And that, beloved, is pretty serious blasphemy. Jesus says in verse 29, “Whoever blasphemes against the Holy Spirit never has forgiveness, but is guilty of an eternal sin.” Many people call this the unpardonable sin.

But do not misunderstand. Jesus can forgive every sin. This particular sin is beyond forgiveness only because they are rejecting Jesus, who alone can forgive sin.

There is more here, within the context of Jesus offering the kingdom to Israel. This rejection of Him and claim that He is empowered by Satan becomes a part of their official national blasphemy of unbelief against their King.

Over in Matthew 12:34, Jesus goes on to say that His accusers’ blasphemy reveals their rebellious hearts. Still, these leaders ask Jesus for another sign. This would be almost comical if it were not so tragic. Remember, Jesus has just cast out a demon!

Jesus responds in verse 39, saying the only sign they are going to get at this point is “the sign of the prophet Jonah.” That sign will be Jesus’ resurrection after three days in the tomb.

To drive home the point, Jesus tells them in verses 43-45 of an “unclean spirit” that goes out of a man, only to return later to find the man still empty. The demon then moves back in, along with seven other demons, making the man’s “last state . . . worse than the first.”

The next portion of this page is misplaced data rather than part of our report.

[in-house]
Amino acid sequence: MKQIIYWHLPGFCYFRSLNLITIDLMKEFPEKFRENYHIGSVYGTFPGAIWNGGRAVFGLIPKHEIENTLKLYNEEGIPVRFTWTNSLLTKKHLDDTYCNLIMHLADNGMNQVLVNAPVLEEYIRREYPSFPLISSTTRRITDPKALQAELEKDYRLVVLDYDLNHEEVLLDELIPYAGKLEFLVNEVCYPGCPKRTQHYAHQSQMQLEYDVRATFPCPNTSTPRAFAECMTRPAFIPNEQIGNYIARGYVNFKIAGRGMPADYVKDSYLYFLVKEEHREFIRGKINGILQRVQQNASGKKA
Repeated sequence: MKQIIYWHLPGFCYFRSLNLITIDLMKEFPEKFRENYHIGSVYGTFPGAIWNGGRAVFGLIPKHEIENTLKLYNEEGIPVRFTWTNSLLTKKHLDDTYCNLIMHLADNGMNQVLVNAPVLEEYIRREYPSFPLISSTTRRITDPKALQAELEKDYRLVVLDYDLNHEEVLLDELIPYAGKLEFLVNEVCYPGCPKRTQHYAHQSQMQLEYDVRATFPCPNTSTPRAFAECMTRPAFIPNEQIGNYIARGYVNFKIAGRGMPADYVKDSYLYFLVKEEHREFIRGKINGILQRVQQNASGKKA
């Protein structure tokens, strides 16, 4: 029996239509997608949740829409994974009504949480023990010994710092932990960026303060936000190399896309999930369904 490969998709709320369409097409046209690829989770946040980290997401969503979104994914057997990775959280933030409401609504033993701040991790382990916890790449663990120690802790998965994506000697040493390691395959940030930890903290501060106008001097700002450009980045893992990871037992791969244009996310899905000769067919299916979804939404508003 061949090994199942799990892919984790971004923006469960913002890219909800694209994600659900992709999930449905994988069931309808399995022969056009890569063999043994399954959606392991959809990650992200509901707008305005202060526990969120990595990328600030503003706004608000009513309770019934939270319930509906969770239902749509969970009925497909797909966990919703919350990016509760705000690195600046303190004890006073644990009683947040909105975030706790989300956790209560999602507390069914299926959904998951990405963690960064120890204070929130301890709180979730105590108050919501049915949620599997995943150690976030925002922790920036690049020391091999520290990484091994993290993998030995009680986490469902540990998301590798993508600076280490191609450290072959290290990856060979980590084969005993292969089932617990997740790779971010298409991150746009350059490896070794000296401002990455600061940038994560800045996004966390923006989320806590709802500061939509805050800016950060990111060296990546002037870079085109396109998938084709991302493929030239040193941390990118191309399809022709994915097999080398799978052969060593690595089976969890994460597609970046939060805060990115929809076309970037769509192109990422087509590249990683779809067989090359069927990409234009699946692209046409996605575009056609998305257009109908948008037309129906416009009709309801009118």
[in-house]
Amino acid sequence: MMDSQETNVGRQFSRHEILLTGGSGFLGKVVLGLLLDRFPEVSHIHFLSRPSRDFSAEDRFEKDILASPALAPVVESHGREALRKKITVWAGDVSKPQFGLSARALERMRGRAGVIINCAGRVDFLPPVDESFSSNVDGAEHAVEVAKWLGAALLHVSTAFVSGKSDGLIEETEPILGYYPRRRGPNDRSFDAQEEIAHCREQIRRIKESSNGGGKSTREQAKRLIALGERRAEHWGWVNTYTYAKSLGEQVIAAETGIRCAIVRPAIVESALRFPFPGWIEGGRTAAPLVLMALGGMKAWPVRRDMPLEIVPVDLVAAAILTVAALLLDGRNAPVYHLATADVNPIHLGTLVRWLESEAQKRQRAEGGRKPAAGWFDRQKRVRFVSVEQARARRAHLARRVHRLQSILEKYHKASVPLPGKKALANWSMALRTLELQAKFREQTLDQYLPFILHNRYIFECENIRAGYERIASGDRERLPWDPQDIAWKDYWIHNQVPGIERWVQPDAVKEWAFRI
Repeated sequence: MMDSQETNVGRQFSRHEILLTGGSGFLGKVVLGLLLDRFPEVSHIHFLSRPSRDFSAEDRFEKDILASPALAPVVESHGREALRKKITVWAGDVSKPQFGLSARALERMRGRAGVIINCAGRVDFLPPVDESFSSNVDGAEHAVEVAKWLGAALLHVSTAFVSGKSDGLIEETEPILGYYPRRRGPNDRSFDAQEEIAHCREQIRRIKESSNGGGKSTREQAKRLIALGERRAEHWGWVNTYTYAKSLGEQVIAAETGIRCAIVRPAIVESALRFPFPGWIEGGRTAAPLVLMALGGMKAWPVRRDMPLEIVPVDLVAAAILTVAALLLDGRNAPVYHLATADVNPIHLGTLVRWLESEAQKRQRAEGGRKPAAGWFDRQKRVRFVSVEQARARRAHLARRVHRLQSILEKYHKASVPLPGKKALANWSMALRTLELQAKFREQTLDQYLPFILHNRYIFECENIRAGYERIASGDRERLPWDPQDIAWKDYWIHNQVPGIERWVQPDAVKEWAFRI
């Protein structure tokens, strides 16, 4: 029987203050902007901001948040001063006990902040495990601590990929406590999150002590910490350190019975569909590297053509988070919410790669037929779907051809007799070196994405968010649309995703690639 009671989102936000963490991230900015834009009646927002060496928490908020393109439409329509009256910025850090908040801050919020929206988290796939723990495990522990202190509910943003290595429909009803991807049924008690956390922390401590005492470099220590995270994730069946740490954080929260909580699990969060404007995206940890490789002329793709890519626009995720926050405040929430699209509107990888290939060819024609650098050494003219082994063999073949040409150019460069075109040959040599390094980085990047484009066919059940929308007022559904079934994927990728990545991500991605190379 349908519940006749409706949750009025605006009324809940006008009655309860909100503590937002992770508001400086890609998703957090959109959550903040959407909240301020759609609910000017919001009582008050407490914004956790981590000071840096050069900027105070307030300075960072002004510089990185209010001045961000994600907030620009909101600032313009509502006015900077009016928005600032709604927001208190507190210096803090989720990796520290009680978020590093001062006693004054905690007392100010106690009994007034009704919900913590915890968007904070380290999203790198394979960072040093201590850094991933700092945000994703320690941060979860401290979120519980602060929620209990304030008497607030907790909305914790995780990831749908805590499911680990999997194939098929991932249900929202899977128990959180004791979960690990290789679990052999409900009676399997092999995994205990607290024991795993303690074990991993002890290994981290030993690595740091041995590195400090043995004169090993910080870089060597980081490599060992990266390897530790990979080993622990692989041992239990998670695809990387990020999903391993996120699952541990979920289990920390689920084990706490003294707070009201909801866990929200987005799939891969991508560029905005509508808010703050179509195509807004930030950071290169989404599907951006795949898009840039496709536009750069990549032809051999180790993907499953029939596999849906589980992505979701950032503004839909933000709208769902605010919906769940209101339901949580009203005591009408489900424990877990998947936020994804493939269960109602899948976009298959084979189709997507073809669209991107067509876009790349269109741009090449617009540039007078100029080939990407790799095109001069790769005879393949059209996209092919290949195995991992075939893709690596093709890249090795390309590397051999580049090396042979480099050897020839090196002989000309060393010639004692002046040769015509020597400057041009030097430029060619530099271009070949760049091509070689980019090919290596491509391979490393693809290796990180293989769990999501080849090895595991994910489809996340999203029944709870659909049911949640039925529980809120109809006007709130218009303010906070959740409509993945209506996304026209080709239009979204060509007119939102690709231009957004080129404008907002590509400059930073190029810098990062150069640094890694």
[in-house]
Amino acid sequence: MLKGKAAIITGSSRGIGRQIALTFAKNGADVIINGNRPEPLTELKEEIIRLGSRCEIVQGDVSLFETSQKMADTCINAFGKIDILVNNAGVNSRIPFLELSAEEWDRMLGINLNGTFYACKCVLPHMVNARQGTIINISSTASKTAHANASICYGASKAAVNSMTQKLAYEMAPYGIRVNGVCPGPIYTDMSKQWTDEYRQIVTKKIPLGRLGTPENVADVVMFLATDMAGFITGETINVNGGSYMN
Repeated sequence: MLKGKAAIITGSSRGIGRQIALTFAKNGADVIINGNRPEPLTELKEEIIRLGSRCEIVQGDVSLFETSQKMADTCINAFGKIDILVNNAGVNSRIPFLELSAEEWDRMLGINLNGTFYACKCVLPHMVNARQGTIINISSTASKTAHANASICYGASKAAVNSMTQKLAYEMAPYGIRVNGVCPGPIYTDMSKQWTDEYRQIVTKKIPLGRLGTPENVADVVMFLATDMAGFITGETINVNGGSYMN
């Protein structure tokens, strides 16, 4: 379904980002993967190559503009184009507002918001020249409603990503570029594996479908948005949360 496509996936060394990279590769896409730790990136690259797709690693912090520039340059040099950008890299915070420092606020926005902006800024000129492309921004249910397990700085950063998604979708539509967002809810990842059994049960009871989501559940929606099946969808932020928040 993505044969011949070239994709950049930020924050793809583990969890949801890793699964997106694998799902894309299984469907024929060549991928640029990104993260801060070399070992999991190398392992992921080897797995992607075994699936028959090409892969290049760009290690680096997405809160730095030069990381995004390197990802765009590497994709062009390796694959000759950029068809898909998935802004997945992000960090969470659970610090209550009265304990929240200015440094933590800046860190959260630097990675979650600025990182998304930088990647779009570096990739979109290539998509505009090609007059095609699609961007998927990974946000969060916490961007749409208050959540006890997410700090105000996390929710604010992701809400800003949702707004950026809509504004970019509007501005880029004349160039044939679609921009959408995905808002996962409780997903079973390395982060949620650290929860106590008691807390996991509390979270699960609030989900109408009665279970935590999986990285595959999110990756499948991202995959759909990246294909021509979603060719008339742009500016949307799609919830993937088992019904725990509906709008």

This is another reference to the nation of Israel. The nation had enthusiastically responded to John the Baptist’s call to repentance—they had cleaned out their room, so to speak. But they have refused to fill the room of their hearts with the Messiah, and they are now in worse shape spiritually than they were before John’s ministry.

Mark 3 informs us of what happens next. Jesus is in a house, surrounded by a huge crowd. He has cast out a demon, and the religious leaders are blaspheming Him. Then someone arrives to tell the Lord His family is outside. They are here to take Him away for that first appointment with a psychiatrist. Remember, they think He has lost His mind.